2.

For information on how to prepare for a committee hearing, see CRS Report 98-489, Senate Committee Hearings: Preparation, by [author name scrubbed].

3.

Senate Rule XXII (cloture) provides the only formal mechanism (absent unanimous consent) to end debate on an issue and bring it to a vote. If 60 or more Senators (assuming no more than one vacancy) vote to invoke cloture on a bill, then consideration is capped at 30 additional hours and a final vote is scheduled to take place at the conclusion of that time. Information on the operation of cloture can be found in CRS Report 98-425, Invoking Cloture in the Senate, by [author name scrubbed]. Additional information on Senate floor procedures can be found in CRS Report 96-548, The Legislative Process on the Senate Floor: An Introduction, by [author name scrubbed].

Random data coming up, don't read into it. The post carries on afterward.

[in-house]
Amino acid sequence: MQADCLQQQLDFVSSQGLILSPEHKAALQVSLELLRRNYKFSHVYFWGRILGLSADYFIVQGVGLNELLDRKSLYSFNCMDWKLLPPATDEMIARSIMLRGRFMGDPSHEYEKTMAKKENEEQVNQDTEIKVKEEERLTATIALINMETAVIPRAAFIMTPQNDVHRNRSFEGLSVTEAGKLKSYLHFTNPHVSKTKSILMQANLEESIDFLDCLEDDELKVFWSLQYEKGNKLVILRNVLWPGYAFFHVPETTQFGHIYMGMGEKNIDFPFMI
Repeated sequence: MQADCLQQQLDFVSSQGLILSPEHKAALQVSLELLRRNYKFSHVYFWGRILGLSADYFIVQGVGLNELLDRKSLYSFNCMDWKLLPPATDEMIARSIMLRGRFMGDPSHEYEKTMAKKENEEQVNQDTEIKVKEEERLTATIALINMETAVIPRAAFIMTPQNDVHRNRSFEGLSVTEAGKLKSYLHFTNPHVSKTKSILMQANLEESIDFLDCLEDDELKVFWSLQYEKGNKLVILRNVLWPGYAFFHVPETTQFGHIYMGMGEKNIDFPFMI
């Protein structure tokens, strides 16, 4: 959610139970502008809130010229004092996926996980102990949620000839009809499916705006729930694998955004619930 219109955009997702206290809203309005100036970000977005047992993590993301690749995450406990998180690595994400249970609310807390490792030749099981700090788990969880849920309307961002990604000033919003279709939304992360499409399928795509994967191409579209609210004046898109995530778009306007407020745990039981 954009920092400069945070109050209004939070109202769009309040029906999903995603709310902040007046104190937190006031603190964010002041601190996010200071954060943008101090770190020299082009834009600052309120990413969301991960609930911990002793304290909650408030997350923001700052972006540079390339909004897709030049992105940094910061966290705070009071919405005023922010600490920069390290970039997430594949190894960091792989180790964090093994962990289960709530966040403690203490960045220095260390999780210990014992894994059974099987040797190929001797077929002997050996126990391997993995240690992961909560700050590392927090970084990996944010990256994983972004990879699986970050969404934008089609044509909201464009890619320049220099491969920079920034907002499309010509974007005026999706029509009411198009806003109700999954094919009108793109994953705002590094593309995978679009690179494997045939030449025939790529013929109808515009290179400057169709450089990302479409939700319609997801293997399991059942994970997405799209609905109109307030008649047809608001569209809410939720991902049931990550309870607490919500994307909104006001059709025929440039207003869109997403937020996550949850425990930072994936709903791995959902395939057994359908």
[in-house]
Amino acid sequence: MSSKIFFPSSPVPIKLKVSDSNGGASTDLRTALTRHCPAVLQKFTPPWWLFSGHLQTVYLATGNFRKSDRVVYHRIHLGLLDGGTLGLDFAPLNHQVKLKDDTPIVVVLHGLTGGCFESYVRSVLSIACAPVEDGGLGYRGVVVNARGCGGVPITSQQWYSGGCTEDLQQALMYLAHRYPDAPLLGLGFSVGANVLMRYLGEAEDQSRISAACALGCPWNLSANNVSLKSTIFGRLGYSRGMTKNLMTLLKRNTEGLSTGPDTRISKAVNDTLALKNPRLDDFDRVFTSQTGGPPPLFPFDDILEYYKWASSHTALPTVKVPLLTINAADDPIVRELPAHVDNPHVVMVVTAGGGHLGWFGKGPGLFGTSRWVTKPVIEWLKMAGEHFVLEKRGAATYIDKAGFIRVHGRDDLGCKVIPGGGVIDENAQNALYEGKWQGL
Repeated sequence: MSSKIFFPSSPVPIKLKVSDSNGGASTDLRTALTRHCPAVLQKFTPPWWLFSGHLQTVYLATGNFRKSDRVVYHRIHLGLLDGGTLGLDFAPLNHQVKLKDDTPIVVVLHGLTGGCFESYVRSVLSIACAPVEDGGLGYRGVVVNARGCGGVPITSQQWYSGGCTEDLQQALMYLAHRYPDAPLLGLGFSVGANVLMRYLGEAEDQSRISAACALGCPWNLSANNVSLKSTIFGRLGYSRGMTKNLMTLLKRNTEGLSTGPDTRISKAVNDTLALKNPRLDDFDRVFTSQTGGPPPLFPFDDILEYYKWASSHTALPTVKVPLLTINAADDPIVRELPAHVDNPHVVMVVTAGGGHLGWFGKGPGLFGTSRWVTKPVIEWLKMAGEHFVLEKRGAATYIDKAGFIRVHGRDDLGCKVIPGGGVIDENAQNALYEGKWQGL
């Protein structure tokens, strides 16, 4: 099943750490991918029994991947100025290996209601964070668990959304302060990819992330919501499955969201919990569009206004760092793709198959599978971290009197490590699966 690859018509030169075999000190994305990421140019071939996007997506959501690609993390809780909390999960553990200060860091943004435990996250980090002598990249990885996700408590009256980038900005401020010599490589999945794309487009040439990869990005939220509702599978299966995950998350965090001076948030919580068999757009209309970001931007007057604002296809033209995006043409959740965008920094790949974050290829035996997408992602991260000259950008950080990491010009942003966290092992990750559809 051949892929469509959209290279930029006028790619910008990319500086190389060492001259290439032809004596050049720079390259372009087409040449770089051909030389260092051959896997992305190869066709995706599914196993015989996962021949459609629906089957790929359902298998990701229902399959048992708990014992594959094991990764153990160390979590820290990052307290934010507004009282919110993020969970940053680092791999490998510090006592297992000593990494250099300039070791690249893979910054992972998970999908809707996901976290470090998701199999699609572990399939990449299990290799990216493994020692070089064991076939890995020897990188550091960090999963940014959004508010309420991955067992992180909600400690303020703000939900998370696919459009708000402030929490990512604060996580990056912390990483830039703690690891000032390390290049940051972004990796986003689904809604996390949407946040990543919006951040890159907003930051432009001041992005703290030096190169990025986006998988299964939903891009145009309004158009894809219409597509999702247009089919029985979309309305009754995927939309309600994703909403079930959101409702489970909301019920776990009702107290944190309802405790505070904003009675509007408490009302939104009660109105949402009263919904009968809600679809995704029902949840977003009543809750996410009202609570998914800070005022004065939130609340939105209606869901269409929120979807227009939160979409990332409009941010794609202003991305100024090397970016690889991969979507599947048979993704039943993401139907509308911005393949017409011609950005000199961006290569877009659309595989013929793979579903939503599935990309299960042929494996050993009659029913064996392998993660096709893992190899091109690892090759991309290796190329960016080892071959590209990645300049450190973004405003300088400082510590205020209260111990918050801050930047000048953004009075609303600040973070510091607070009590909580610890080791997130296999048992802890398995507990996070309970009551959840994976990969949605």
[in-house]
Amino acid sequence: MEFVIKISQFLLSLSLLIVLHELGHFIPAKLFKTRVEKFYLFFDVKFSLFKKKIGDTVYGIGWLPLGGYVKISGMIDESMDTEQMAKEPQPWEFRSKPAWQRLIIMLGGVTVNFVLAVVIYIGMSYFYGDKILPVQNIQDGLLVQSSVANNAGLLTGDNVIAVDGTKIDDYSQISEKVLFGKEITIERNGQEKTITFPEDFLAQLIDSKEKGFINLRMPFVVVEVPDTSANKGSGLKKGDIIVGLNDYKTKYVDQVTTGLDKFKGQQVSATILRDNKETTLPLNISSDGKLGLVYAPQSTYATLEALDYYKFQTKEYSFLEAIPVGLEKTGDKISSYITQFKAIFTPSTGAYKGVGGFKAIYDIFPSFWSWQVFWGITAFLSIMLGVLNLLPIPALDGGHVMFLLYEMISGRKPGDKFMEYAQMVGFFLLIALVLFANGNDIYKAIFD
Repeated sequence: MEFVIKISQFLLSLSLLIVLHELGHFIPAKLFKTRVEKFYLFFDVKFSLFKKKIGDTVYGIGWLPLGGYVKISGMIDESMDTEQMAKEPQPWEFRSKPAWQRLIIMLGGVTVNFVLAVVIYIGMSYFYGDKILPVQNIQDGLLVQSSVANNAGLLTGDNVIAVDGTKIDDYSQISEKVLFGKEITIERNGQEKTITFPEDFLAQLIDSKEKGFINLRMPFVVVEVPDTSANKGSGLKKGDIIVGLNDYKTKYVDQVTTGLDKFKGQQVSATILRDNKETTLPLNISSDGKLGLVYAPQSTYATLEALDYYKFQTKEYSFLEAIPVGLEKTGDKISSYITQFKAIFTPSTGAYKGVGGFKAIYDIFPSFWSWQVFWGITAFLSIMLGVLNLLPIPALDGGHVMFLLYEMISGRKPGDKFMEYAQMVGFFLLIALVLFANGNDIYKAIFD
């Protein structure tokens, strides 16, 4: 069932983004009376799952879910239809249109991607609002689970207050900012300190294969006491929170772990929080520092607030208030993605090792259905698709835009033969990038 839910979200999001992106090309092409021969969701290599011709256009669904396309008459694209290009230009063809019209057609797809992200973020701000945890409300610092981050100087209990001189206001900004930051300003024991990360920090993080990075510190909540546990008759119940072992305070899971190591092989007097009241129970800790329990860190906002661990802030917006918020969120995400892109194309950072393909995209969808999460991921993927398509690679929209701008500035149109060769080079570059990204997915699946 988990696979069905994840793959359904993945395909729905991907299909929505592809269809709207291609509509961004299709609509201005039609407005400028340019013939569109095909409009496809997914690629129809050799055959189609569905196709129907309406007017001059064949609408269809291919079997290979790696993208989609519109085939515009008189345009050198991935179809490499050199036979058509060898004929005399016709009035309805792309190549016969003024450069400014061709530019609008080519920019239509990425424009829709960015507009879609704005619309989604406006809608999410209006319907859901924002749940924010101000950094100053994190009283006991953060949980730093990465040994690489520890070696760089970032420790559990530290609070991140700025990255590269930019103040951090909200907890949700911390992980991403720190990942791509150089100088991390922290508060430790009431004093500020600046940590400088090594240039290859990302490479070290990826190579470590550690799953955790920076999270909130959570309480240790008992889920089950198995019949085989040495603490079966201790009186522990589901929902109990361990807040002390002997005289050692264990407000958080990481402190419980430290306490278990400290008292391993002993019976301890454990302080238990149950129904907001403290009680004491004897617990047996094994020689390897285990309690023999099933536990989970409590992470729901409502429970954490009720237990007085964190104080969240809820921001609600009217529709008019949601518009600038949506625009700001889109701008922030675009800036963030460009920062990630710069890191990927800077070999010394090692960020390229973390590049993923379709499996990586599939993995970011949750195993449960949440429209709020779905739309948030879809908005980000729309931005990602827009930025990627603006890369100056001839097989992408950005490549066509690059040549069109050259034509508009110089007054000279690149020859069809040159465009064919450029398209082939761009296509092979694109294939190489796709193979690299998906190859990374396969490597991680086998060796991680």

4.

The "hotline" is a special telephone and email system that connects Senate offices to the majority or minority cloakrooms. Senate leaders use the hotline to transmit notifications and unanimous consent requests regarding the Senate's legislative agenda and schedule.

5.

For information on the enforcement of budget rules, see CRS Report 97-865, Points of Order in the Congressional Budget Process, by [author name scrubbed]. For an overview of the federal budget process, see CRS Report 98-721, Introduction to the Federal Budget Process, coordinated by [author name scrubbed].

6.

Only bills and joint resolutions can make or change law, while simple and concurrent resolutions are used to address matters that are internal to one or both chambers of Congress. For examples of how each is used, see CRS Report 98-706, Bills and Resolutions: Examples of How Each Kind Is Used, by [author name scrubbed].